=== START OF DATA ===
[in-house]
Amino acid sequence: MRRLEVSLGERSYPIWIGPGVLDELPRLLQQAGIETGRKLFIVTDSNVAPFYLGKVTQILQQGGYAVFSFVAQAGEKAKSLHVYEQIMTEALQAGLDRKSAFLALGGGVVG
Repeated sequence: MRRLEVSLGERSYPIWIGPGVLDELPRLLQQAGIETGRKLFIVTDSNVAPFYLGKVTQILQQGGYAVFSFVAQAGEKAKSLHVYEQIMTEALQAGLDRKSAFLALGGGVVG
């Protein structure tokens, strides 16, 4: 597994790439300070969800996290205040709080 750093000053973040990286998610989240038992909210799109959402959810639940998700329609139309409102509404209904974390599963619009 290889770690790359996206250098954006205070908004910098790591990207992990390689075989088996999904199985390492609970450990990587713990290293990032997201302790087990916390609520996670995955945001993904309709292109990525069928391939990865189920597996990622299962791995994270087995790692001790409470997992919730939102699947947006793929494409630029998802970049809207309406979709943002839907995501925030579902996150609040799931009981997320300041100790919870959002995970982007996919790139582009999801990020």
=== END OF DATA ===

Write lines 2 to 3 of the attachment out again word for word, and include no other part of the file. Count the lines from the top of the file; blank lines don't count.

Amino acid sequence: MRRLEVSLGERSYPIWIGPGVLDELPRLLQQAGIETGRKLFIVTDSNVAPFYLGKVTQILQQGGYAVFSFVAQAGEKAKSLHVYEQIMTEALQAGLDRKSAFLALGGGVVG
Repeated sequence: MRRLEVSLGERSYPIWIGPGVLDELPRLLQQAGIETGRKLFIVTDSNVAPFYLGKVTQILQQGGYAVFSFVAQAGEKAKSLHVYEQIMTEALQAGLDRKSAFLALGGGVVG